If want to build wealth, the type of assets you purchase will play a major role in your success. Appreciating assets help you build wealth, and depreciating assets can prevent or slow your ability to build wealth.
Today we will discuss the differences so you can make smart choices on your path to prosperity.
Appreciating assets are assets have the ability to increase in value overtime. And usually produce income in one form or another.
Appreciating assets include:
- Real Estate
- Precious Metals (i.e. Gold)
- Alternative Assets
These assets are most likely going to increase in value overtime, but there is a chance that they could also lose value.
You buy 100 shares of Amazon at $125/share in 2010 for a total of $12,500. Fast forward to 2018 and those shares are now worth $1,700/share. You initial investment of $12,500 is now worth $171,000…
Depreciating assets are assets that lose value over time, but may be necessary due to their functionality. Robert Kiyosaki, author of the Rich Dad series, defines depreciating assets as liabilities.
Depreciating assets include:
Most of these assets are necessary in life, but you should be responsible when purchasing these assets. Meaning you shouldn’t be buying a Mercedes instead of investing for retirement.
You buy an iPhone X in 2017 for $1,000. In 2019 you sell your iPhone X for $300 to buy the new iPhone – and the cycle repeats.
Assets & Debt
Bigger assets like real estate and cars may require debt to purchase. So if you’re looking to build wealth, when should you use debt to purchase assets? And when should you avoid debt?
Robert Kiyosaki defines Good Debt as debt that is used to buy assets that put money in your pocket, such as rental property. He then defines Bad Debt as debt that is used to buy liabilities (depreciating assets) that take money out of your pocket, such as a car.
With that in mind you should ideally only use debt to purchase assets that yield a return. And specifically a return higher than the interest rate you are paying to borrow the money.
If you can obtain a loan with an interest rate of 4.25%. And purchase a rental property that will yield between 8-12%. Then this is a good use of debt because you are earning a return of 8-12% on money that cost you only 4.25%.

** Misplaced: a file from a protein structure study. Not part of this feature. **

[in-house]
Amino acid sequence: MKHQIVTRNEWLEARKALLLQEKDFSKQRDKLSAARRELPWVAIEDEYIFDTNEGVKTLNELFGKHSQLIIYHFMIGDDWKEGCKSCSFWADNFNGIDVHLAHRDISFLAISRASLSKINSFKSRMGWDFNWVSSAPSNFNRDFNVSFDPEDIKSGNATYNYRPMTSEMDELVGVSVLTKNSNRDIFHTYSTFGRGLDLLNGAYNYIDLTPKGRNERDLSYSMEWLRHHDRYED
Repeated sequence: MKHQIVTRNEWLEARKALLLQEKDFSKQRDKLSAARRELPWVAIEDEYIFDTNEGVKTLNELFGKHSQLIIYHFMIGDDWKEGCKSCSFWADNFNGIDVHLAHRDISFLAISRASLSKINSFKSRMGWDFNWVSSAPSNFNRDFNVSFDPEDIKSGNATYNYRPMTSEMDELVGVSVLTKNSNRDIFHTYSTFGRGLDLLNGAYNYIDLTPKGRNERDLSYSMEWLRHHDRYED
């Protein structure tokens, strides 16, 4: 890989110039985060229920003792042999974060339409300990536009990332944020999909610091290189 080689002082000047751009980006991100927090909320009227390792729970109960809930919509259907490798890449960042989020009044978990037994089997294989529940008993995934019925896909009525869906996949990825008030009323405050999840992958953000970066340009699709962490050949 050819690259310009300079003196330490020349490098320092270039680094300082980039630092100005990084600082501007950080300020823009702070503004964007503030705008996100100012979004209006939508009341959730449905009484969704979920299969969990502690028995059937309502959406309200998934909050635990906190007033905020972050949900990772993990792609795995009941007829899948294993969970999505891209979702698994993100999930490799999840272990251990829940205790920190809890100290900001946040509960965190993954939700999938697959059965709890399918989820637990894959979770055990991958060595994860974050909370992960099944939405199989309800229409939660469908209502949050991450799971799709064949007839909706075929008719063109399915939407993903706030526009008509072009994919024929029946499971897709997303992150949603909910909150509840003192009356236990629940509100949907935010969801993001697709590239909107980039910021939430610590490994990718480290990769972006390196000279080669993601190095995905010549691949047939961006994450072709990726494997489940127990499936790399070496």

Since bad debt takes money out of your pocket, and never puts it back, you should only use it when it is absolutely necessary. Plus if you use debt to buy a depreciating asset, the asset might depreciate faster than you pay off the loan. This means that even if you sold the asset, you still might not have enough to pay off the loan.
You take out a 5 year loan of $25,000 to buy a new car. In year 3 you decide you no longer want the car and sell it to pay off the remaining $17,000 loan balance. Unfortunately, the car is now only worth $14,500. This means you must either keep the car or pay the remaining $2,500 on the loan despite no longer having the car.
Another common example is credit card debt. And unlike most real estate or car loans, credit cards carry a higher interest rate, which can easily range between 8-20%+
You decide to purchase an iPhone X for $1,000 using a credit card with a 12% interest rate. If you only make the minimum payments of $25/month, it will take you over 4 years to pay off the phone. And the interest on the phone will be $283.47. This brings the total cost of the phone to $1,283.47.
A diagram used by Robert Kiyosaki to show the impact of assets vs liabilities (and depreciating assets) have on your ability to build wealth.
How to Purchase Depreciating Assets
As you can see from the examples above, using debt to purchase depreciating assets can become costly.
Instead, its better to buy these assets in cash. Which may mean buying a used car or putting off the purchase of that new phone.
Also, its debatable weather or not leasing a car is better than buying. But I’d rather lease a car than buy a brand new car with a loan and deal with on going maintenance costs.
The Bottom Line.
If your goal is to build wealth then you should purchase appreciating assets, and avoid spending your money on depreciating assets whenever possible.
When it comes to debt, you should only use it to purchase assets that provide a higher return on your money than the interest rate on the loan it takes to purchase the asset.
Because at the end of the day, you want to save as much money as possible to acquire appreciating assets. And this requires that you to choose your depreciating assets and how you purchase them wisely.